Students can apply to as many as eight schools. Tamir’s top choice was Science Park, one of the most sought-after magnet schools. Last year, just 29 percent of eighth-graders who ranked it first on their applications got seats.

“I’m going to cross my fingers,” Rosario said.

Students will find out in April where they were matched. Last year, 84 percent of families applying to kindergarten got their first choice. Applicants for ninth grade were less fortunate: Only 41 percent of them got their top choice, the result of so many students vying for magnet schools.

This is the sixth year that families have used the online application system, called Newark Enrolls, to pick schools. Newark is one of the few cities in the country to use a single application for most charter and district schools. Still, several charter schools do not participate in the system, nor do the vocational high schools run by Essex County.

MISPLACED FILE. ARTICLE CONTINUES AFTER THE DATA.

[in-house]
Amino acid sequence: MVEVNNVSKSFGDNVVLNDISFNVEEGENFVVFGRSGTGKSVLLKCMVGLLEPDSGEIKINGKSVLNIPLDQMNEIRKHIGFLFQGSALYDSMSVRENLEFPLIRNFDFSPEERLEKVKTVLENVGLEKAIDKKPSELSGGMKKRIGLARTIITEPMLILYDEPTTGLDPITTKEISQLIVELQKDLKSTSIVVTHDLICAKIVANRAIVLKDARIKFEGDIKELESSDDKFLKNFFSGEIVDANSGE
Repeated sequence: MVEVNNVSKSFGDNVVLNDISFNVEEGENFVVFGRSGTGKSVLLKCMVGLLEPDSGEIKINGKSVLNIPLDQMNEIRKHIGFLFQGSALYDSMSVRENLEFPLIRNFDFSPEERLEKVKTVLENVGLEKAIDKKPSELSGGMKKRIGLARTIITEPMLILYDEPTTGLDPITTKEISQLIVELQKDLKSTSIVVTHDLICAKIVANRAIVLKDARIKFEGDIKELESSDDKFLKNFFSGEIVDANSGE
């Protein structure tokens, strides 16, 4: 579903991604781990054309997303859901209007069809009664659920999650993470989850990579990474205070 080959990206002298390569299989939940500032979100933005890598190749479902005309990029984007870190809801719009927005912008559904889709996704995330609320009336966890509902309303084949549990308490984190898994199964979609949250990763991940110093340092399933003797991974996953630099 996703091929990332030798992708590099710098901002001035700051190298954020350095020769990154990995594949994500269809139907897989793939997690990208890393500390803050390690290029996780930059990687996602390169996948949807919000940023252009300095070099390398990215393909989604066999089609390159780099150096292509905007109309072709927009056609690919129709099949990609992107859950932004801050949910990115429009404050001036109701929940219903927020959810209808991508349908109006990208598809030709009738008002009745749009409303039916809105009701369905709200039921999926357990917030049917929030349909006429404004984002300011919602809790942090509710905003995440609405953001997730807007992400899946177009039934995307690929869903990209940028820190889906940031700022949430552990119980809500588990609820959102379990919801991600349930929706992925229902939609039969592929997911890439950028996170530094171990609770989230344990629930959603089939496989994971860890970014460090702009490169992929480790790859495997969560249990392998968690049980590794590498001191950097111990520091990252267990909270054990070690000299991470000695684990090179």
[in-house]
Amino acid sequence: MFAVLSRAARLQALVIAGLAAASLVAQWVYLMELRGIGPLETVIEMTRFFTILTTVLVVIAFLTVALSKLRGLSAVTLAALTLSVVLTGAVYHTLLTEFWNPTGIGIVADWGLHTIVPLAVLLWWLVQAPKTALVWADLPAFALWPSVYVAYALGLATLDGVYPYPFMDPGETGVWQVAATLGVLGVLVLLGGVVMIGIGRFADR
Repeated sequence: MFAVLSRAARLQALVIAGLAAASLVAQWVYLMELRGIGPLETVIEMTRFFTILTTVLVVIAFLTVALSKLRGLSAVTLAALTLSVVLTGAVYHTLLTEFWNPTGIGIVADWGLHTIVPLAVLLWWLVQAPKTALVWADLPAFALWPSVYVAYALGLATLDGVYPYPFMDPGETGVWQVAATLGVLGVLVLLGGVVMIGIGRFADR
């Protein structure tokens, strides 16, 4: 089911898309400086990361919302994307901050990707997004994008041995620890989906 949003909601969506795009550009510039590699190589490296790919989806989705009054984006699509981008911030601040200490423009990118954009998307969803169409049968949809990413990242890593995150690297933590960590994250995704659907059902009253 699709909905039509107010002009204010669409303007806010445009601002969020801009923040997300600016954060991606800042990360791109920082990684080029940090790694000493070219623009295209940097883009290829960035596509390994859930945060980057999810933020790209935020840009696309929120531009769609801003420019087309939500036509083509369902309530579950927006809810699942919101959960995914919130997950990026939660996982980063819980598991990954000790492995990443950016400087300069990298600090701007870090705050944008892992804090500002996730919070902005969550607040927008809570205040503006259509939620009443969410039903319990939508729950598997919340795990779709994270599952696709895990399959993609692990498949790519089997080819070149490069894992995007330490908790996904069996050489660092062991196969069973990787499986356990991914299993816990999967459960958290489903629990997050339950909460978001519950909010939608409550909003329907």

Today, surveys show that most families who use the enrollment system like it. However, its rollout was marred by technical glitches and suspicions that it was designed to funnel students into charter schools, which educate about one in three Newark students. Some charter critics hoped the district’s newly empowered school board would abolish the system. Instead, Superintendent Roger León convinced the board to keep it for now, arguing it simplifies the application process for families.

Managing that process has posed challenges for León, who began as schools chief in July.

First, he ousted but did not replace the district’s enrollment chief. Then, he clashed with charter school leaders over changes to Newark Enrolls, leading them to accelerate planning for an alternative system, although that never materialized. Next, the district fell behind schedule in printing an enrollment guidebook for families.